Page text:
The Hadley Cell circulation influences many of the Earth’s climate systems and biomes through its effects on precipitation patterns. High levels of annual precipitation are associated with the ITCZ; the subtropical highs have a variable effect on precipitation, although it is generally associated with drier conditions. Where the ITCZ is present throughout the year, annual rainfall (152-254 centimeters) with no dry season, and defines the tropical wet climate and corresponds to the tropical rainforest biome, composed of broadleaf evergreen trees. With increasing latitude, the influence of the subtropical high tends to confer winter dry seasons of increasing length. Tropical monsoon climates (254-508 centimeters precipitation with 1-3 months of winter dry season) give way to tropical savanna climates (90-180 centimeters annual precipitation and 1-6 months winter dry season), and tropical rain forest gives way to tropical deciduous forest, which grades into the mixed trees, shrubs, and grasslands of the tropical savanna biome.
Poleward of these tropical climates, the subtropical high pressure system exerts the greater influence on climates, but the effect on precipitation is variable. Where the dry, warm air subsides over continental interiors, the climates are quite arid. Where the air subsides over the oceans, the warm air has a high capacity for moisture, evaporation increases and the air can become quite humid. Whether this translates into precipitation over the land is then a function of surface winds. Around high pressure systems, winds follow an anticyclonic circulation, which translates into a clockwise rotation in the Northern Hemisphere and an anticlockwise rotation in the south. On the equatorward margins of the subtropical highs, winds follow an easterly path (giving rise to the northeasterly and southeasterly trade winds). Thus, on the western coasts of continents, dry, warm air subsides over land and blows eastward as an offshore flow of wind, and maintains extremely arid conditions.
As one travels poleward from the tropics on the west coast to the center of continents, the tropical savannas give way to the subtropical steppe climates and subtropical desert, and the savannas give way to grasslands and ultimately low-latitude hot desert biomes. Along east coasts, however, the easterly flow of winds around the equatorward margins of the subtropical highs create an onshore flow of winds, and the moisture the subsiding air picks up over the oceans becomes expressed as precipitation overland. Regions thus affected exhibit humid subtropical climates, which support midlatitude deciduous forests. Although not technically part of the Hadley Cell circulation, the westerlies flowing poleward from the subtropical highs affect Mediterranean, marine west coast, midlatitude cold desert, and steppe and humid continental-hot summer climates and their associated vegetation. The Hadley Cell circulation thus governs the precipitation pattern of most of the Earth’s climate systems.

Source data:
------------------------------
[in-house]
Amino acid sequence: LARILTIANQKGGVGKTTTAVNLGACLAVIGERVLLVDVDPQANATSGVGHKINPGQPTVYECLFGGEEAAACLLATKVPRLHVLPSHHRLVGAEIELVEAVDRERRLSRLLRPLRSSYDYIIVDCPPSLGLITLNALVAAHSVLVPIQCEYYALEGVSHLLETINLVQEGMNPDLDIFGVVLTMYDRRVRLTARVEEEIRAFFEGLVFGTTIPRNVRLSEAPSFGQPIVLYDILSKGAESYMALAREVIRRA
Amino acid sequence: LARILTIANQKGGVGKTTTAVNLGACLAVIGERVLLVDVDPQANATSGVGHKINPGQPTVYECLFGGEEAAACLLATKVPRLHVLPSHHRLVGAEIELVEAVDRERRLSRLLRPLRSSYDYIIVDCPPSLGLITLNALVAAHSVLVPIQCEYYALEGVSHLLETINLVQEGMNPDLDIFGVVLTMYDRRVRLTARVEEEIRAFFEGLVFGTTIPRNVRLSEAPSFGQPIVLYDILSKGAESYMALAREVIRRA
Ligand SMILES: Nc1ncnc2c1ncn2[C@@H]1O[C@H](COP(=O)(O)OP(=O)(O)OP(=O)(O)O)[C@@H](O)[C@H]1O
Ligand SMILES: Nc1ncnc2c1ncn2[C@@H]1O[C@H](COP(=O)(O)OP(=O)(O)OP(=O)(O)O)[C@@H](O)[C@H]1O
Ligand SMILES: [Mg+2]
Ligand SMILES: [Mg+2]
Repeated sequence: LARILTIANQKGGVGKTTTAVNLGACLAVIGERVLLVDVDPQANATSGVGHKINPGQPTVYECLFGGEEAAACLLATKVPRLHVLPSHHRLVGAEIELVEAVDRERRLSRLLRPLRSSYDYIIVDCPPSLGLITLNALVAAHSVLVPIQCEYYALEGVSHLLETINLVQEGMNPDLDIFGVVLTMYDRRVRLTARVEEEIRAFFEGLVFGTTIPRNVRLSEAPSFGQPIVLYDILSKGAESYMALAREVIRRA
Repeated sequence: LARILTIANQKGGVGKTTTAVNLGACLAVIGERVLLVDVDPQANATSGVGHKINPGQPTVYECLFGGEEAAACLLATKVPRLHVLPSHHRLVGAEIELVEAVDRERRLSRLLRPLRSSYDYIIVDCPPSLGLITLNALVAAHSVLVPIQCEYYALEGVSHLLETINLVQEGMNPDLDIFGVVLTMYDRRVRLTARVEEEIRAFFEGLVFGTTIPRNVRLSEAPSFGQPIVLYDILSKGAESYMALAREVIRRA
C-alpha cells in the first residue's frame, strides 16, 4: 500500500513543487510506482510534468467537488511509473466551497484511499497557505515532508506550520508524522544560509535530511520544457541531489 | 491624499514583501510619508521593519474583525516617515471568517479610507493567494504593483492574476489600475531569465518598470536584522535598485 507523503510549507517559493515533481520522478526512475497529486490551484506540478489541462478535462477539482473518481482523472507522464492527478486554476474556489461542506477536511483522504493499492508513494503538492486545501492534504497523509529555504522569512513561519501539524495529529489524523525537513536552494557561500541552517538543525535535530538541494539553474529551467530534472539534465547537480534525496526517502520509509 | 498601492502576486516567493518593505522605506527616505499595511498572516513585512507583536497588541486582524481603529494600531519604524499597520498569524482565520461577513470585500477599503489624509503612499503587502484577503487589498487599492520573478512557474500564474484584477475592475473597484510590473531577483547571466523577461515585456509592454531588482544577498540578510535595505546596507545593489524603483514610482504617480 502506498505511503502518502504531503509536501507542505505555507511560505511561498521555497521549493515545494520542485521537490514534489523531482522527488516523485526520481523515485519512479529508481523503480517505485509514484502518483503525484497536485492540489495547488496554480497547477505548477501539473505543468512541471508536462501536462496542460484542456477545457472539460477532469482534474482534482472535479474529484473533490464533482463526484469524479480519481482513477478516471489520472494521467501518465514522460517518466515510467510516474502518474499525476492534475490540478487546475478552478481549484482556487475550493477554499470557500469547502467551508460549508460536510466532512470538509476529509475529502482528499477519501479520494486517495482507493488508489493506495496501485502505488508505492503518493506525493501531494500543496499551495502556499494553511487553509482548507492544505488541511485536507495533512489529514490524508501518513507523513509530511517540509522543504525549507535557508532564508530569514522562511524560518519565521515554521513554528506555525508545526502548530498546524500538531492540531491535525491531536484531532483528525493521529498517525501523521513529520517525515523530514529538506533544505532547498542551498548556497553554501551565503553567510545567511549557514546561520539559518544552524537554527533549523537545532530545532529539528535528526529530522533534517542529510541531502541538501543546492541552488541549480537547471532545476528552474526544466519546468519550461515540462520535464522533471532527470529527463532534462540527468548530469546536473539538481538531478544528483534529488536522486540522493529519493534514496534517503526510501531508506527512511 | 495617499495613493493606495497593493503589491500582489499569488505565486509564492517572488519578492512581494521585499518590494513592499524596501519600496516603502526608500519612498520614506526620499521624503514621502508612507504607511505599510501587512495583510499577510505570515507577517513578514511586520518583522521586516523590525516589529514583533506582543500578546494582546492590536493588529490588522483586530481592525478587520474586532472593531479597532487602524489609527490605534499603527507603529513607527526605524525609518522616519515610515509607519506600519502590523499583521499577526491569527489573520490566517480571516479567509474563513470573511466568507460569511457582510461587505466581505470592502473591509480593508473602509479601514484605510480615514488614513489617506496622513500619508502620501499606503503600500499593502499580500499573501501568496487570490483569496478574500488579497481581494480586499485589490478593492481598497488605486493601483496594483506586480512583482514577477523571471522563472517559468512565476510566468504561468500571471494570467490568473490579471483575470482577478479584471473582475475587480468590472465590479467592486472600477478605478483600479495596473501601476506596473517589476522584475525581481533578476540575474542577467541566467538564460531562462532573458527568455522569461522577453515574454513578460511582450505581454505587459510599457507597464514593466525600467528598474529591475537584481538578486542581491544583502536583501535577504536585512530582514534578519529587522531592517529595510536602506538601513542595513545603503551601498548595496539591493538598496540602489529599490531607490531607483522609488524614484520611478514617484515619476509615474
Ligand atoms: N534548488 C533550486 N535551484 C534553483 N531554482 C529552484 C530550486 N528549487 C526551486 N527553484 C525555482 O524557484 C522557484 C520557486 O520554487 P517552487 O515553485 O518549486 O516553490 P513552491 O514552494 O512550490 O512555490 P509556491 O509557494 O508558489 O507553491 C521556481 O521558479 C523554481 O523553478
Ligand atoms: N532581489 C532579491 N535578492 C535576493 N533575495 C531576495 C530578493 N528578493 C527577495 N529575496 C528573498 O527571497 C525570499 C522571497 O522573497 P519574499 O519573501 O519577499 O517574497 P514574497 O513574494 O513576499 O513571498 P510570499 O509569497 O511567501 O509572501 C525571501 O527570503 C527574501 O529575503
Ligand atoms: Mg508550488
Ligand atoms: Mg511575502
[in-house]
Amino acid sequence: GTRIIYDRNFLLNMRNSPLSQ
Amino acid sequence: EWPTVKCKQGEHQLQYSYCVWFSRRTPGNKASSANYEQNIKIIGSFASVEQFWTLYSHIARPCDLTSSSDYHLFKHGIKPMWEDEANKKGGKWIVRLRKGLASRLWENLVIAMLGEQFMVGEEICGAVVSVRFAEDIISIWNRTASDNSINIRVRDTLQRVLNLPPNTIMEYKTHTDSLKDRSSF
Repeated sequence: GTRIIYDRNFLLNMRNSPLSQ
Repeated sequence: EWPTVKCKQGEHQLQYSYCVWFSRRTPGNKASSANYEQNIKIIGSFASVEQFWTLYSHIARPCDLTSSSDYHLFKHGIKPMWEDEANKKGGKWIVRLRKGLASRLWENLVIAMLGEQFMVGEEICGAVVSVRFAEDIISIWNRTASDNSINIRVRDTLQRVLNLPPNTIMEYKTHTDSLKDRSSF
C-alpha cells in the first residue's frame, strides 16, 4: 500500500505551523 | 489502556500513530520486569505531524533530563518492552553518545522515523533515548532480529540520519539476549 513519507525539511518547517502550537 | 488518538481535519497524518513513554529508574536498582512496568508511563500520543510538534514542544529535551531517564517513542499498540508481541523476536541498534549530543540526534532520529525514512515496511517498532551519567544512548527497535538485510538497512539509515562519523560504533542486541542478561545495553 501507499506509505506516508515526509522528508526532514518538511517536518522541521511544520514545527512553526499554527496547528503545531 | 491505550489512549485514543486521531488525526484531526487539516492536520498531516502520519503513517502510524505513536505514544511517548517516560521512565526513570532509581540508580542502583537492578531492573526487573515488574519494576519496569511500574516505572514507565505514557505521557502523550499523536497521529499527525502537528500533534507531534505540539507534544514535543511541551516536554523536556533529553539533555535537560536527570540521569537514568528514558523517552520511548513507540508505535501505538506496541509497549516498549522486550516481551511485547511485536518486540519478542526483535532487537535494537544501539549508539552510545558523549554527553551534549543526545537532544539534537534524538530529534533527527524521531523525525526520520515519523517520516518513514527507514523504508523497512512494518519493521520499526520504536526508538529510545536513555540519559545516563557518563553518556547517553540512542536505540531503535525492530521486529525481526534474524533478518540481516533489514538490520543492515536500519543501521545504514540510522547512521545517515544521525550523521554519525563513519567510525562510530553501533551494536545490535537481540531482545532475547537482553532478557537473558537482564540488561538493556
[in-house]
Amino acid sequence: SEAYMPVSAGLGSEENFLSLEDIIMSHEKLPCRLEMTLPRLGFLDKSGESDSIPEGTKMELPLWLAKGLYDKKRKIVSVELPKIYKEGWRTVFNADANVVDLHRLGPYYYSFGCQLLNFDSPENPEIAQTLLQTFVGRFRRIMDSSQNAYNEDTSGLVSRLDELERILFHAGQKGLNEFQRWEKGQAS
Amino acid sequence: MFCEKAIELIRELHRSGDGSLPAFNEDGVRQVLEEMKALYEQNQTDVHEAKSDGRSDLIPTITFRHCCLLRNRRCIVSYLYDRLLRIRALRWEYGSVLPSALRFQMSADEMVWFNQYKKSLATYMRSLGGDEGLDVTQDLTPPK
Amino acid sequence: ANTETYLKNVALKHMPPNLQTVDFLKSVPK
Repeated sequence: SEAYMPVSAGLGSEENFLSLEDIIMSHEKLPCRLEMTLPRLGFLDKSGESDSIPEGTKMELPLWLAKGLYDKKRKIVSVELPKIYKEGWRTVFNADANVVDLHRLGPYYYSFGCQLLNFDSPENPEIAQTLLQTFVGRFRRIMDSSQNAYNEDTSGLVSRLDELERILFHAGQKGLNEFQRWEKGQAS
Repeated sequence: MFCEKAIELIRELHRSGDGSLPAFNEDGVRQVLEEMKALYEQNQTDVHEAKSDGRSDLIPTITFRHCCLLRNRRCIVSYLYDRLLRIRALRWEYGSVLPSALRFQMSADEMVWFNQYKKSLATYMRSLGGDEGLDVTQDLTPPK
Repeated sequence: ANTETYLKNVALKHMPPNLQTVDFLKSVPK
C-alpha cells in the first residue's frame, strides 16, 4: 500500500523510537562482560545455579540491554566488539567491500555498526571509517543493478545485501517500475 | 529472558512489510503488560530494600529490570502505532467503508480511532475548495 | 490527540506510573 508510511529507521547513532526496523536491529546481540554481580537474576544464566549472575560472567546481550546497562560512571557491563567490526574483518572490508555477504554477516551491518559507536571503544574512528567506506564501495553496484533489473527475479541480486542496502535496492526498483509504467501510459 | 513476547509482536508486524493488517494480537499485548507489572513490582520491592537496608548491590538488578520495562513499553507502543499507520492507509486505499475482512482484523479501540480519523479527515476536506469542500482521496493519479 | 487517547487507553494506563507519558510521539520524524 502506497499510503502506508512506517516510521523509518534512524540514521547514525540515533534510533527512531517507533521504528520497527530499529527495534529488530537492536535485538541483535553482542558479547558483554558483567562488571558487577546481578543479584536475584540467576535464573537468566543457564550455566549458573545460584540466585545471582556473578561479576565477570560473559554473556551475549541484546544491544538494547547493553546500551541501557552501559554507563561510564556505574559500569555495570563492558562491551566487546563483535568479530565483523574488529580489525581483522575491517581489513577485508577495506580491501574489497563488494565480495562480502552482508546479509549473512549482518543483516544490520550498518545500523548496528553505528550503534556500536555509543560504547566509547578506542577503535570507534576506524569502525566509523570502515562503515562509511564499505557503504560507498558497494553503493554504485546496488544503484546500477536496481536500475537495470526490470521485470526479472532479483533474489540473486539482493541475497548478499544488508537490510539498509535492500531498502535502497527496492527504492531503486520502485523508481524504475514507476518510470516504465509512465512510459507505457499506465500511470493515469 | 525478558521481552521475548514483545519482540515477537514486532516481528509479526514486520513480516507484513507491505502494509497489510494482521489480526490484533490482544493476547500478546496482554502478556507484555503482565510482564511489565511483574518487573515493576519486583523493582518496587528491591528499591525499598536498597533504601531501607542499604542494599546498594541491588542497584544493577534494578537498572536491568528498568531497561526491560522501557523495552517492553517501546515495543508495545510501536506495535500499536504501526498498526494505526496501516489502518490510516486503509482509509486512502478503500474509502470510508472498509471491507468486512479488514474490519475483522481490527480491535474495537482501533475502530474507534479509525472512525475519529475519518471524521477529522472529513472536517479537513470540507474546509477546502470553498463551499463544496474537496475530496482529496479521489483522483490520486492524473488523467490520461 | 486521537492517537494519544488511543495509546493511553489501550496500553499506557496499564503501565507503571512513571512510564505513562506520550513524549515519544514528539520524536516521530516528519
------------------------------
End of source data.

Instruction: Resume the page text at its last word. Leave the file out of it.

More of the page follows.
For human societies, the Hadley Cells thus play an important roll in providing food security by supporting agriculture through precipitation. The majority of the world’s developing countries are located in the tropics, are heavily dependent on agriculture, and thus dependent on the rainfall imparted by the ITCZ. In the arid zones affected by Hadley Cells, lack of precipitation in conjunction with growing demand for agricultural production and improved irrigation technology results in a growing dependence on groundwater, with groundwater mining (extracting groundwater at rates quicker than it can be replenished), aquifer collapse, and sea water intrusion being common problems in these regions, such as on the High Plains of the United States and in the Middle East. Severe seasonally flooding often accompanies the arrival of the monsoons in South Asia. Also, tropical cyclones form within the Hadley Cell system.
Additionally, variation in strength of the pressure gradient between the subtropical high and ITCZ across the South Pacific creates the El Nino-Southern Oscillation (ENSO) phenomenon. An increased frequency and intensity of tropical cyclones in the South Pacific, as well as locally severe droughts and flooding accompany these ENSO events.
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- Robert W. Cristopherson, Geosystems (Pearson Prentice Hall, 2006);
- J. de Blij and Peter O. Muller, Geography: Realms, Regions and Concepts (John Wiley & Sons, Inc., 2000);
- Glen M. MacDonald, Biogeography: Space, Time and Life (John Wiley & Sons, 2003);
- Tom McKnight and Darrel Hess, Physical Geography (Pearson Prentice Hall, 2005).